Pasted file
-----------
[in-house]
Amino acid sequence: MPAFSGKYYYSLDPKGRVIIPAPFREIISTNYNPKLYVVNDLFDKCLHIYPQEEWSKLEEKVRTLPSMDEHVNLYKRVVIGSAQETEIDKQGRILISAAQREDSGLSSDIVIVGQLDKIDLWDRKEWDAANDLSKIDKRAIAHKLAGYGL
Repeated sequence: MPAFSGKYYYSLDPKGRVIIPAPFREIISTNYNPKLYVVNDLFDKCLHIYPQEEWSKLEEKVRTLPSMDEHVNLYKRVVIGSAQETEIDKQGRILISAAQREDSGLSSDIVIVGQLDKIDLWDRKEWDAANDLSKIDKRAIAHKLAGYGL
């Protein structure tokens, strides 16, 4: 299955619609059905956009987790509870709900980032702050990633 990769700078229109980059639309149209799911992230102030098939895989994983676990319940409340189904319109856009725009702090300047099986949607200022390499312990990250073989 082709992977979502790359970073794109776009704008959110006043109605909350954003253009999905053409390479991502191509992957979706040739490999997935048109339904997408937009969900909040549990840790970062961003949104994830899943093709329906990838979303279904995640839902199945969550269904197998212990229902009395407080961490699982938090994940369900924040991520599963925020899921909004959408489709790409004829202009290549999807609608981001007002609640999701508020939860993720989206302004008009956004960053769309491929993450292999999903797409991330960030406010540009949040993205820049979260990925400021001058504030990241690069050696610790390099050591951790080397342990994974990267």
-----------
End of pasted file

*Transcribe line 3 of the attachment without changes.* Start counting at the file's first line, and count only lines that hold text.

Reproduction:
Repeated sequence: MPAFSGKYYYSLDPKGRVIIPAPFREIISTNYNPKLYVVNDLFDKCLHIYPQEEWSKLEEKVRTLPSMDEHVNLYKRVVIGSAQETEIDKQGRILISAAQREDSGLSSDIVIVGQLDKIDLWDRKEWDAANDLSKIDKRAIAHKLAGYGL